The uncomfortable feeling stayed. When I handed over the keys of the Female Hub I was still not 100% convinced that this was the right decision. Still, I got on the plane. Again I tried to let my reasoning prevail. ‘You can call from the US, Skype, e-mail and keep control of what is going on in the Hub’.

When I got back from the US however, it turned out that I should have listened to my gut feeling. Tasks were not done according to the instructions and the quality level was far from what I and my partners would have expected. I lost revenue and additional costs incurred because of this. I ended the cooperation, but obviously was not able to catch up for the lost weeks that I was absent.”

“It is scientifically proven that the front part of your brain works less well when you are under pressure.”

What did you learn from this?

“Three important lessons. Firstly, the fact that someone is you friend does not necessarily mean that he or she has the same vision in business matters. Business relations are very different from friendships. It is important to be aware of this and to keep things separate. That does not mean that you can never work together with friends. But you do have to make sure that you are on the same page when it comes to entrepreneurship and doing business. I think that is one of the reasons why I enjoy working with people who have, like me, studied at Hotelschool. I feel like they have the same way of thinking and working. You really don’t always have to agree on everything, but you have to be on the same page regarding the most important topics. Within these topics your opinions and insights can still differ.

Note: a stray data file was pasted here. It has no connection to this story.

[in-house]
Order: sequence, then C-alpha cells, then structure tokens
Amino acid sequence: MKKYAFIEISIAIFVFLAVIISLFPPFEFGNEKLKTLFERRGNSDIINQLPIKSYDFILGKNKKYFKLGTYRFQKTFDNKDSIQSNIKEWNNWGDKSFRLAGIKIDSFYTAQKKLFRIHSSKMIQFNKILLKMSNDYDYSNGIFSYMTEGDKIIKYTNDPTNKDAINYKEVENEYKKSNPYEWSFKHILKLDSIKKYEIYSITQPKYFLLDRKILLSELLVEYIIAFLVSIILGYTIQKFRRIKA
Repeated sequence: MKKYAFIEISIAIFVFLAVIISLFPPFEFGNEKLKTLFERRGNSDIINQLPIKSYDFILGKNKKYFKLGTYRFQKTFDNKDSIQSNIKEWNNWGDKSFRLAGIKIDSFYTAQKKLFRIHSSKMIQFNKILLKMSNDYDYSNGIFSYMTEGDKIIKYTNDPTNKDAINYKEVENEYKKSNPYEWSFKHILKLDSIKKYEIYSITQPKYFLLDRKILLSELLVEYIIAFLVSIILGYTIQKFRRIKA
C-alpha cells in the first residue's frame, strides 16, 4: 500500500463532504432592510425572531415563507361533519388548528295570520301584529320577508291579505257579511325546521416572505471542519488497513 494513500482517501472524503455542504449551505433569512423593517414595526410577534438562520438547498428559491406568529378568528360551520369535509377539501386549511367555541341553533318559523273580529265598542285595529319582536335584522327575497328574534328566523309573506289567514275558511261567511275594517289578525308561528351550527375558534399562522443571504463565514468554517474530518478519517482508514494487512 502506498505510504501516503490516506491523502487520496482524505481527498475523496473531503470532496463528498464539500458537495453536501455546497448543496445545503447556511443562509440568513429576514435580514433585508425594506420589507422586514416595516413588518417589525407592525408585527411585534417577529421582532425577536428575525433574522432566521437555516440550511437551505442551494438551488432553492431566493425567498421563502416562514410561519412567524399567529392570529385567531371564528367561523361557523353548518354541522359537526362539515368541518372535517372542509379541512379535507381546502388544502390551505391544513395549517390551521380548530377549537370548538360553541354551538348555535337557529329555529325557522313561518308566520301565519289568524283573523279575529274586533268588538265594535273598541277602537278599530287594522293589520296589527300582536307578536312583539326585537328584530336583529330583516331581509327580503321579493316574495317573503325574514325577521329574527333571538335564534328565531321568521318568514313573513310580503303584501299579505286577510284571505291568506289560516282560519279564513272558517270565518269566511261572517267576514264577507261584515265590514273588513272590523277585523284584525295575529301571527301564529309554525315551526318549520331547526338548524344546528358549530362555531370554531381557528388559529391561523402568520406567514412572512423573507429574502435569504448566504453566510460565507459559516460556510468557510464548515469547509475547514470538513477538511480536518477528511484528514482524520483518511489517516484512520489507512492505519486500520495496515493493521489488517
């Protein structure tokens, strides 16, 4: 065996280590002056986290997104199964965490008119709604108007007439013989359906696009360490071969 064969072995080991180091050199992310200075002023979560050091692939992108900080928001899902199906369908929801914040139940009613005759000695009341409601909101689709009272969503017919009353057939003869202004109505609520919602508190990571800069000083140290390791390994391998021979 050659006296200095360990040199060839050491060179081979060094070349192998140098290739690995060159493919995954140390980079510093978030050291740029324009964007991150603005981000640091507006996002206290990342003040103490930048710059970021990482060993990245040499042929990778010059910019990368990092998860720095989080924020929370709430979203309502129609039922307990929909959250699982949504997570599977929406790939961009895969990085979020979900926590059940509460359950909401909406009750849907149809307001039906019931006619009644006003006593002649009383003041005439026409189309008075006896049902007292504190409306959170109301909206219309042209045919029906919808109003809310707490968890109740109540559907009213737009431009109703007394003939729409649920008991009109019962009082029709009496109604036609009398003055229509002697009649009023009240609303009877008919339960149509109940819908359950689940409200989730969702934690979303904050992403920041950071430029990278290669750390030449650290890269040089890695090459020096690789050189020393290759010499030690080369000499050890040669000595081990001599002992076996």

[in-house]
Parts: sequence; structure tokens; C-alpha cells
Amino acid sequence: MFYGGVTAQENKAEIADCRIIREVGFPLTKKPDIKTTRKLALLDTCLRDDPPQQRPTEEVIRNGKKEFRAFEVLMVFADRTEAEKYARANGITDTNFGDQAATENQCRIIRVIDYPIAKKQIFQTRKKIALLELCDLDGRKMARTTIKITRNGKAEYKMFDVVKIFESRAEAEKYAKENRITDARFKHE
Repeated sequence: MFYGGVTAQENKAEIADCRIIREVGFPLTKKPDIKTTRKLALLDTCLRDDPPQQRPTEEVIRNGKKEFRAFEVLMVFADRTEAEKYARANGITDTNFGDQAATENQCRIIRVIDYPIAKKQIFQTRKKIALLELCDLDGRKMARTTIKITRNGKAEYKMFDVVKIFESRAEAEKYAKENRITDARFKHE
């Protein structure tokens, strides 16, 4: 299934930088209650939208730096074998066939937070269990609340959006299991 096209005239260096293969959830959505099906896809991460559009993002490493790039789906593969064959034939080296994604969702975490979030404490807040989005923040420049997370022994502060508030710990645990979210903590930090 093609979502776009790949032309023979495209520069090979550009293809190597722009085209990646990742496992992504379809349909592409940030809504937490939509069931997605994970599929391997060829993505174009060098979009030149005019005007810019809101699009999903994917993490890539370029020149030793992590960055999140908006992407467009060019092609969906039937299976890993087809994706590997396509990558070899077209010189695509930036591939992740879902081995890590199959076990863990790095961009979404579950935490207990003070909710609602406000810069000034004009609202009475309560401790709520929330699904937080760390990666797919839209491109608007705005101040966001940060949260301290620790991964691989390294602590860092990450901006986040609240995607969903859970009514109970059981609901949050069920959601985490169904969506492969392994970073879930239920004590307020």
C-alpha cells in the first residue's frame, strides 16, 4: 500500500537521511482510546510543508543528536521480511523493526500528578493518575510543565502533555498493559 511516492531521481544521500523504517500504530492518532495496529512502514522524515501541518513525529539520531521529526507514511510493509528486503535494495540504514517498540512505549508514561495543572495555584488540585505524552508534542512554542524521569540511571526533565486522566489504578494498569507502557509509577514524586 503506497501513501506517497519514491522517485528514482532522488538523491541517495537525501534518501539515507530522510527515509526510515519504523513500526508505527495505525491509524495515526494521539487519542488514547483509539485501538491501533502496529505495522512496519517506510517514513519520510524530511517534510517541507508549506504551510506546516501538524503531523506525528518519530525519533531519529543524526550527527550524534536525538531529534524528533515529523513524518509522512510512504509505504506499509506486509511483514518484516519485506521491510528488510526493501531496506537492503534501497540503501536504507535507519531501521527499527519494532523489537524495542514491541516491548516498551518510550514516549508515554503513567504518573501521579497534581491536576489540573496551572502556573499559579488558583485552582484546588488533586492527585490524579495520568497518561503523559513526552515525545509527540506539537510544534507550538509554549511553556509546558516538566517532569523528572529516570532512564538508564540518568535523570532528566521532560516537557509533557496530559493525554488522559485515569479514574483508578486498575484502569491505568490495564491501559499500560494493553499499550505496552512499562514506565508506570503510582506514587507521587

Secondly, thanks to this situation I was once more confronted with the fact that it is so  important to listen to your gut feeling. Sure, big data, analysis of statistics, technology, it’s all important to companies. I also set targets for my business, I analyse the “hard” facts, but in the end I think that ‘doing things by feeling’ is just as important. That feeling is there for a reason. This regularly goes unnoticed in our society, which is a shame.

Finally this mistake made me realise how important it is to take a short break, when you are stressed. It is scientifically proven that the front part of your brain works less well when you are under pressure. This leads to a higher chance of making the wrong decisions. It can really help to “sleep on it” for a night to see things from an new perspective.”

Was there an alternative which could have prevented you from making this mistake?

“My alternative was, to postpone the opening of the Female Hub. This would have allowed me to take a calm decision and I could have chosen for a different partner. I did however really want to let the opening go on. Looking back, I don’t think I would have done it differently.”

What have you been doing differently after this mistake?

“I am handling my feelings more consciously. At work I increasingly use somatics techniques. In contrast to more traditional methods, where the IQ (intelligence) and EQ (emotions) are seen as separate, this theory assumes that humans do not consist of separate parts, but that body, brain and soul are one.

Somatics techniques help you to rely on your feelings more consciously, which can be very valuable both for your private and professional life. It teaches you to reflect continuously: what do I feel and why do I feel this? It also helps you to not always make choices à la minute. There is no need to do so. Unless it is a matter of life and death, for example if there is a house on fire.

I cannot really say I am happy that I have made this mistake, but I have learned a lot from it. And that’s what is going to help me in my further development!


Do you want to share your best mistake? Share it to info@doors-open.nl! Maybe you are the next feature on our blog!